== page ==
12. Twelve was the twelve Disciples,

William L. Simon, ed., Readerís Digest Merry Christmas Songbook (1981)

Jean Ritchie, best-known member of the Ritchie Family of Kentucky, who have been singing authentic folk songs for generations, made this charming carol known to the world. It had been discovered in Kentucky in a country school for black children, where it may have been sung for the past three centuries. The verses, which sound like a childís counting game, actually tell the children of God how to go about preaching the gospel Another version of this same carol also exists, thought to have been brought to the United States by Cornishmen who worked in the copper mines along Lake Superior.

From: The Digital Tradition

This file is a summary of postings to the Internet whenever this song re-surfaces for discussion. I have always been intrigued by the mix of references to the Bible and to the constellations and wonder if the verses are a blending of an astronomical version and a biblical version.


Alternate Titles:
- Children Go Where I Send Thee
- I'll Sing You One Oh
- The Carol Of The Twelve Numbers
- The Twelve Apostles
- The Dilly Song

Unrelated Song:
- Green Grow The Rashes-o (Robert Burns)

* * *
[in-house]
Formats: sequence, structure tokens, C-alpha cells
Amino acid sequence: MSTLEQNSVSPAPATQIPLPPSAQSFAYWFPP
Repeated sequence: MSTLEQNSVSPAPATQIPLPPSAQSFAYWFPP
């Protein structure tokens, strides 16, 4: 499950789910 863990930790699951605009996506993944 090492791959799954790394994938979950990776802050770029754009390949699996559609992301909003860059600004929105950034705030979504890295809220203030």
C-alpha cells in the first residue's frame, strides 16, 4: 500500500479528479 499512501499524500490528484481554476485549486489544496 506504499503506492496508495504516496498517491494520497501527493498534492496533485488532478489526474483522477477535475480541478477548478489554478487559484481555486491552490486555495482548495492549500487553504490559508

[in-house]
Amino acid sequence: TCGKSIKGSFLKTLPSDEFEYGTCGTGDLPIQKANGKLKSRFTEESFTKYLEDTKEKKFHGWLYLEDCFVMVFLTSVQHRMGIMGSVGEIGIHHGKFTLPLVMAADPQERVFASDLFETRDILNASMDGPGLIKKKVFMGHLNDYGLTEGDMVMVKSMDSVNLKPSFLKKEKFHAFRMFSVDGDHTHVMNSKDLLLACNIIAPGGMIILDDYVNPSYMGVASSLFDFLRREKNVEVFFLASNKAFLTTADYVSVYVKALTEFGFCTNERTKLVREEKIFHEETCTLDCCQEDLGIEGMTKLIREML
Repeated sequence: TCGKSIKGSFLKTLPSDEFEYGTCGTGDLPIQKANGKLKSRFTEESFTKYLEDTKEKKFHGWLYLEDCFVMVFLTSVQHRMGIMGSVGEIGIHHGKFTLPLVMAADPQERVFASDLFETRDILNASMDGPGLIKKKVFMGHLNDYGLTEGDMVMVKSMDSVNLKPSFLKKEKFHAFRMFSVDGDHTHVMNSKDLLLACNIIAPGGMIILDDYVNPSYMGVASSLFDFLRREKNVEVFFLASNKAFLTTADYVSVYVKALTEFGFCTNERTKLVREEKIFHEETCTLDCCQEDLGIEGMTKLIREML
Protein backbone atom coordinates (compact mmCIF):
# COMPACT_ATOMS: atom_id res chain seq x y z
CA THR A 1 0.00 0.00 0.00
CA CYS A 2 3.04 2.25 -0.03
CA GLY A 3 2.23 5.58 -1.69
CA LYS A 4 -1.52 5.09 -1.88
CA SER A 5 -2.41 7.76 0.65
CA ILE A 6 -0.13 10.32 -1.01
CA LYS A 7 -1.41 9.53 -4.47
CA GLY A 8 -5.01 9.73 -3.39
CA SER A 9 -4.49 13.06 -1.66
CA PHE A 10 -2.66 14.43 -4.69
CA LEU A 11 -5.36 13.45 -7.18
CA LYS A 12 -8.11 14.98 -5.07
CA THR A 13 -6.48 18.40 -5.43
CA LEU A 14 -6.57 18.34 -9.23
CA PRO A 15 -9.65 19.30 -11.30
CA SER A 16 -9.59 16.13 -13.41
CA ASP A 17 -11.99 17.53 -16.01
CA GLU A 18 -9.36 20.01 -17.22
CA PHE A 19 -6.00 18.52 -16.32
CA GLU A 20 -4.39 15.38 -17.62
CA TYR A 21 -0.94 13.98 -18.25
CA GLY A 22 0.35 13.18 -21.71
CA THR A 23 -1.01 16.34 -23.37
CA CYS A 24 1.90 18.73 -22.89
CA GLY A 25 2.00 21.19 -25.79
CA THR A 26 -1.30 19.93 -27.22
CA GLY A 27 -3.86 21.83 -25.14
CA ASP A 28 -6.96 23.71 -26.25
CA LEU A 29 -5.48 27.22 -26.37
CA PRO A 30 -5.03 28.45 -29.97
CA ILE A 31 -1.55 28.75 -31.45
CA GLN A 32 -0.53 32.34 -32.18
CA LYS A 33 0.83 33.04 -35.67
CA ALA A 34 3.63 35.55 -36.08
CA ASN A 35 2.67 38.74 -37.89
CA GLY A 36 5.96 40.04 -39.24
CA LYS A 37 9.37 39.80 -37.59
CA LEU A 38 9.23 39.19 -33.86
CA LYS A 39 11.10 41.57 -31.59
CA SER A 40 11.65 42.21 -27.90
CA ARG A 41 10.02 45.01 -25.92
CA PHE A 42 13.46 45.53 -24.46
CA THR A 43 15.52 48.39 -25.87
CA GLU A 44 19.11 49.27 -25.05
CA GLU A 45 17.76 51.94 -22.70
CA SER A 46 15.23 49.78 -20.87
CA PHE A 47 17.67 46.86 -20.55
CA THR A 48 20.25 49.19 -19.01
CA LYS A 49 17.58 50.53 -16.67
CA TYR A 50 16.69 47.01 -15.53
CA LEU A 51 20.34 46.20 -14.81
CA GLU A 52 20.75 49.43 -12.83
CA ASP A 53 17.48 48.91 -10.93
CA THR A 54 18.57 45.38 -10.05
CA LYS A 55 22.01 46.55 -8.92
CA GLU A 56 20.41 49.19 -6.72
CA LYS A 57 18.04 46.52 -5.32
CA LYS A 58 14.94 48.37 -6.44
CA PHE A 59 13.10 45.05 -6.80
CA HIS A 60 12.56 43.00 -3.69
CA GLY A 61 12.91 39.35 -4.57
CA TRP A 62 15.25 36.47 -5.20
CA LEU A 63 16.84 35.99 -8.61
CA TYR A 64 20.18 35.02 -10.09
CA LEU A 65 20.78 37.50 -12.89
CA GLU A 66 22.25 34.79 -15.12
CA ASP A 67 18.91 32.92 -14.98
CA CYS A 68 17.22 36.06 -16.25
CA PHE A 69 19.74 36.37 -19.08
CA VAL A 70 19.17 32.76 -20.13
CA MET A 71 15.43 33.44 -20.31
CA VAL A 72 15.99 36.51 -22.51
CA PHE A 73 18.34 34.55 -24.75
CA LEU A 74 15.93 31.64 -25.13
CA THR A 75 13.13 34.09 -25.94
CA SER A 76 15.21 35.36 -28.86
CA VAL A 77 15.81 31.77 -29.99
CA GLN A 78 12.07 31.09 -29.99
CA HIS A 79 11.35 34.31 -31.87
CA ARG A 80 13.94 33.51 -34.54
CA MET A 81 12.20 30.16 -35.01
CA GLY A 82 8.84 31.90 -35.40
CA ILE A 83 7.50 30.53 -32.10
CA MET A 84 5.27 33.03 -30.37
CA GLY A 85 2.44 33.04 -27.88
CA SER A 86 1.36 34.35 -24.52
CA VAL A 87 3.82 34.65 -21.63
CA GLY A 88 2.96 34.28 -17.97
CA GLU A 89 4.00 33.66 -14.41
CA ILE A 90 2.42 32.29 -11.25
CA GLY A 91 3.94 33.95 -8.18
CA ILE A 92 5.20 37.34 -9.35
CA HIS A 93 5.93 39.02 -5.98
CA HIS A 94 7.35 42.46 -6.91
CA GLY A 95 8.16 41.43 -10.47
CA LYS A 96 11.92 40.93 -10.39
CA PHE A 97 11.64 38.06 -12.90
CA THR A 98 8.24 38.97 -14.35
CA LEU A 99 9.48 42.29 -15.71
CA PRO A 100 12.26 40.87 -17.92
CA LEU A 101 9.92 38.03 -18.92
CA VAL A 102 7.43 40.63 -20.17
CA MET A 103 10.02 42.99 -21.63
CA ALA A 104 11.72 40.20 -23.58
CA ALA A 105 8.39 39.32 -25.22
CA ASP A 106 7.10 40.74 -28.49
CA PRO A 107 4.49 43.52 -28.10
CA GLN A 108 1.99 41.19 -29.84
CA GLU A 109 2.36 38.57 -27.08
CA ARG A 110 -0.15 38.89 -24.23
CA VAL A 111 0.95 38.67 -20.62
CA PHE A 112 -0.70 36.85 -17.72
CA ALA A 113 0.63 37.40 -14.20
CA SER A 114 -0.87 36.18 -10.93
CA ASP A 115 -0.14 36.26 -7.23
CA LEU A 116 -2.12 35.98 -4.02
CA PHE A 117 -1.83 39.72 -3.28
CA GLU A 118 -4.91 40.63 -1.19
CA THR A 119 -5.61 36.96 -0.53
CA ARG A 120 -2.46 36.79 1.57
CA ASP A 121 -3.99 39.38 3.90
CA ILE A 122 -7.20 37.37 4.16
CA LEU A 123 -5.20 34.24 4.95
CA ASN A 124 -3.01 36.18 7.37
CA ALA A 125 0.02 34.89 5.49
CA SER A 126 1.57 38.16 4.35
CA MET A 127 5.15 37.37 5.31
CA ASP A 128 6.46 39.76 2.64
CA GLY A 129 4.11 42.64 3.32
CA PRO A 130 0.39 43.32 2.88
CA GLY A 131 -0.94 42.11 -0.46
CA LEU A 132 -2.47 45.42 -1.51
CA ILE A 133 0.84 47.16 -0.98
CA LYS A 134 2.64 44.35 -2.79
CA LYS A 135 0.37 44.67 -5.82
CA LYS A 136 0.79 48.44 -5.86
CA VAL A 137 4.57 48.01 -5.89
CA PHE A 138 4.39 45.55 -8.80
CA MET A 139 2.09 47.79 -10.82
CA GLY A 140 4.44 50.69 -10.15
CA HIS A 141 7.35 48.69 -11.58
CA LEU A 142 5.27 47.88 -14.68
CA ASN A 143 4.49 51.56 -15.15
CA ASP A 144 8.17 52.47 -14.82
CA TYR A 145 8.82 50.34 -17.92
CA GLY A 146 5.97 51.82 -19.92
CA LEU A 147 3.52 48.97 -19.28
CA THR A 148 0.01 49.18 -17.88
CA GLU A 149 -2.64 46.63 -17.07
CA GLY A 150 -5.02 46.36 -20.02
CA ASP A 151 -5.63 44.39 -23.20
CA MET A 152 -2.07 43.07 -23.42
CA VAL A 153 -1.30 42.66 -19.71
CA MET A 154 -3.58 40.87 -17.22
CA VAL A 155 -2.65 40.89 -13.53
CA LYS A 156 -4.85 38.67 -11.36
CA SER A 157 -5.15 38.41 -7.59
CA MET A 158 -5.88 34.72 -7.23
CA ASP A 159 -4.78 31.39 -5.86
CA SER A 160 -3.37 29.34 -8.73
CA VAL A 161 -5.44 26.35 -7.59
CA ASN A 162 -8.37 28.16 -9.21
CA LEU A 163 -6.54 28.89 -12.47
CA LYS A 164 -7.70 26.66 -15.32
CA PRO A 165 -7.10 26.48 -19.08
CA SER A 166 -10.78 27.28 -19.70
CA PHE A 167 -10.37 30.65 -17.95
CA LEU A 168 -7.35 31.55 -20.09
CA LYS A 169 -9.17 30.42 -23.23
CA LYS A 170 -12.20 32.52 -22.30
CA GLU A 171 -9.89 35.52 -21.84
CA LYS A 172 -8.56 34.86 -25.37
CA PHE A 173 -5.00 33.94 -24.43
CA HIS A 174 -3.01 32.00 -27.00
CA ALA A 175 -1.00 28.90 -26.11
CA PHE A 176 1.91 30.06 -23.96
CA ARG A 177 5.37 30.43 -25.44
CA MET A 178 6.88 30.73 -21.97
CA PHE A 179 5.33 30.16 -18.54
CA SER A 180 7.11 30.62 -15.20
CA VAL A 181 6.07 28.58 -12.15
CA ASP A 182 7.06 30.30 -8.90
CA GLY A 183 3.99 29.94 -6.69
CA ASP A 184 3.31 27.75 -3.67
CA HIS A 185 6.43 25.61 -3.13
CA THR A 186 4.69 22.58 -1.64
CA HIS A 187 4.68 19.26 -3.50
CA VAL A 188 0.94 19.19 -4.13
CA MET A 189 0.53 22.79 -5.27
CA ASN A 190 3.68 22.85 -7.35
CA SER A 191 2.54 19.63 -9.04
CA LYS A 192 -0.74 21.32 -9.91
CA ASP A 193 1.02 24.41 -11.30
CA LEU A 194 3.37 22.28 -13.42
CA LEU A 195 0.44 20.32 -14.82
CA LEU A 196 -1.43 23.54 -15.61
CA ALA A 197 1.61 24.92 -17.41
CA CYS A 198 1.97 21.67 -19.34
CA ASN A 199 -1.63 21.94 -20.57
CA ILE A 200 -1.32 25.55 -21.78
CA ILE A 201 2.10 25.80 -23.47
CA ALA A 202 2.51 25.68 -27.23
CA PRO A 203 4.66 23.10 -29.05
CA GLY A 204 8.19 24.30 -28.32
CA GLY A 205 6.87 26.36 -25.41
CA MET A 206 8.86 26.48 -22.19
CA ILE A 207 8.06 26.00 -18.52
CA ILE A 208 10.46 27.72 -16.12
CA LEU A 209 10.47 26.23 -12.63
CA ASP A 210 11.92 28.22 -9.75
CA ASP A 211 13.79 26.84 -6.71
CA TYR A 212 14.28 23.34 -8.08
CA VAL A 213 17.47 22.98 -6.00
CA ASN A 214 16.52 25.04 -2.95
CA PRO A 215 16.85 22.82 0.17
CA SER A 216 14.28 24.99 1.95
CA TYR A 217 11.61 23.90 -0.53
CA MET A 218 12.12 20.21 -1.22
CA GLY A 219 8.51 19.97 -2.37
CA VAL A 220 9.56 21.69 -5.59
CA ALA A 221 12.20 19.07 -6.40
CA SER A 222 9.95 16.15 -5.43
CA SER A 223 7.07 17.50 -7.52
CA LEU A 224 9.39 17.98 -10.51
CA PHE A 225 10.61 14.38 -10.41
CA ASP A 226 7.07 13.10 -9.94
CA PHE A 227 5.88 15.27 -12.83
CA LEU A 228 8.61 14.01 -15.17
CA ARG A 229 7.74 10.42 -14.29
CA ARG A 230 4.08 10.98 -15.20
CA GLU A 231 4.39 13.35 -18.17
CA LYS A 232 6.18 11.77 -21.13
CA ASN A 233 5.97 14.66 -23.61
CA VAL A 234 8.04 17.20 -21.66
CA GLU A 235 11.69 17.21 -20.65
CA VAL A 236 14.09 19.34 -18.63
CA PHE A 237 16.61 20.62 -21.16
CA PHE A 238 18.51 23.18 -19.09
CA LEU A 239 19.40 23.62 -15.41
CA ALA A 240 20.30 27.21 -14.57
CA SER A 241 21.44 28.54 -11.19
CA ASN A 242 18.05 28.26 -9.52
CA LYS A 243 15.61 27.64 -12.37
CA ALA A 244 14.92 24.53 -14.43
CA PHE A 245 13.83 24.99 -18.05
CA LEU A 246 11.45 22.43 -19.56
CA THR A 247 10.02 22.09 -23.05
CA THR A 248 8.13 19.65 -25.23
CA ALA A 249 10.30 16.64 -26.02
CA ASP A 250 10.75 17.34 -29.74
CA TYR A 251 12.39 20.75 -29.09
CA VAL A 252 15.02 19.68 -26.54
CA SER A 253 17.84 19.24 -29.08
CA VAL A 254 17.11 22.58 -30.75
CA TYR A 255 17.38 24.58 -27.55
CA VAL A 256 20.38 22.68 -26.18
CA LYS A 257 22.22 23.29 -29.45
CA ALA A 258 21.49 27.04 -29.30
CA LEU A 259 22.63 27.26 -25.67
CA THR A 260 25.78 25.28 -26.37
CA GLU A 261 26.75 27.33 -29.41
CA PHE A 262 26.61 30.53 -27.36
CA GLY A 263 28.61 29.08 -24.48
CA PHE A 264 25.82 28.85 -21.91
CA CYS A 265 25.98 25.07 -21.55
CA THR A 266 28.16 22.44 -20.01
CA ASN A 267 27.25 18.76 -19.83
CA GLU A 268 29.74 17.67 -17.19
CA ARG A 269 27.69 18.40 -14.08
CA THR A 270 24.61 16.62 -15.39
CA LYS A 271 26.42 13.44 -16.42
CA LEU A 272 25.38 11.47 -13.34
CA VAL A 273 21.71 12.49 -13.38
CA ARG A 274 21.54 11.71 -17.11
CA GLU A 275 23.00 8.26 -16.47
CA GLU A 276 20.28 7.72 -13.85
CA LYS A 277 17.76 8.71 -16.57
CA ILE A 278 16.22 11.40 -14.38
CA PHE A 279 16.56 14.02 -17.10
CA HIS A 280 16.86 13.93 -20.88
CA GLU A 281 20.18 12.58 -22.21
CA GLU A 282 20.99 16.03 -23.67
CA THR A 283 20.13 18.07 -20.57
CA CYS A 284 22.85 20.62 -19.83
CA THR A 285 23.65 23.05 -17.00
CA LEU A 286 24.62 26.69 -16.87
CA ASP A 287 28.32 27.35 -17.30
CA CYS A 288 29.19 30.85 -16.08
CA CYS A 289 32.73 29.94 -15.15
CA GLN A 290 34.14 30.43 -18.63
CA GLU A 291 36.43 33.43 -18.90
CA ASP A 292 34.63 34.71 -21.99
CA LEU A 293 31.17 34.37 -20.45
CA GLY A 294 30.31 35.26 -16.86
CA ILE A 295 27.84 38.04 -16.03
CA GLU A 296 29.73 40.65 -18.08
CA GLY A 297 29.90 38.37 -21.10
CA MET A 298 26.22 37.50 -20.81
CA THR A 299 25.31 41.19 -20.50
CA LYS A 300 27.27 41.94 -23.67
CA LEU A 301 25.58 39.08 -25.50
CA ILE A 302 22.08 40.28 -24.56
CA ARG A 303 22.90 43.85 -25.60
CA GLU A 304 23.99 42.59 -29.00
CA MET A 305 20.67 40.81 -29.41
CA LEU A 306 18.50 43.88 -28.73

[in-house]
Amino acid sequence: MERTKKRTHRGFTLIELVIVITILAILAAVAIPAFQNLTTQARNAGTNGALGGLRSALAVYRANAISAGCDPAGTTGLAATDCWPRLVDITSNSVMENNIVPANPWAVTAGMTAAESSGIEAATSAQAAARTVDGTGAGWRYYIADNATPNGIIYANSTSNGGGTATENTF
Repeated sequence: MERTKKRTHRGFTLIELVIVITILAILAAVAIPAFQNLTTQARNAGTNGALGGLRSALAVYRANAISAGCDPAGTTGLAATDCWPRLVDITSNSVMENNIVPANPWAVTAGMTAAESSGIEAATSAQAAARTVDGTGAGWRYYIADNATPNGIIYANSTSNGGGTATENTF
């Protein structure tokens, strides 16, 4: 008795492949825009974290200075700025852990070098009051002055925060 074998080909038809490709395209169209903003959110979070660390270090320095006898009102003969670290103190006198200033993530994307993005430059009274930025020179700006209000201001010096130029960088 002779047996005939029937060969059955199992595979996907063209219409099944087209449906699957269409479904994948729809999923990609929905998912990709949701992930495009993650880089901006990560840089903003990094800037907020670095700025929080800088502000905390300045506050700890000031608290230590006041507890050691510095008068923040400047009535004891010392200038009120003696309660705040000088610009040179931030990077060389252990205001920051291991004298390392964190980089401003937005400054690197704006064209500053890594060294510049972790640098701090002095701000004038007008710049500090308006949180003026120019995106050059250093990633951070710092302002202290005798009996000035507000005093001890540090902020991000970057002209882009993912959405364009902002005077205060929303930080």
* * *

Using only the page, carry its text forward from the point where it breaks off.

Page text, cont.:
- Often confused because of the title


One is one and all alone:
- God, or Jesus Christ

Two, two, the lily-white boys (babes), clothed all in green-ho
- God and Jesus
- Or: Jesus Christ and John the Baptist
- Or: the constellation Gemini (the twins) (a sign of spring?)

Three, three, the rivals
- The Trinity (God, Jesus, The Holy Ghost)
- This explanation does not explain the term "rivals"

Four for the gospel makers:
- The Four Evangelists (Matthew, Mark, Luke, & John)

Five for the symbols at your door
- The five books of Moses
- Or: a pentagram, a common motif on doorposts (why?)

Six for the six proud Walkers (or: charming waiters):
- "Walkers" may be a corruption of "waters"
- The six water-pots used in the miracle of Cana
- Where Jesus changed water into wine at a wedding

Seven for the seven stars in the sky:
- The seven stars in the constellation Ursa Major (The Big Dipper)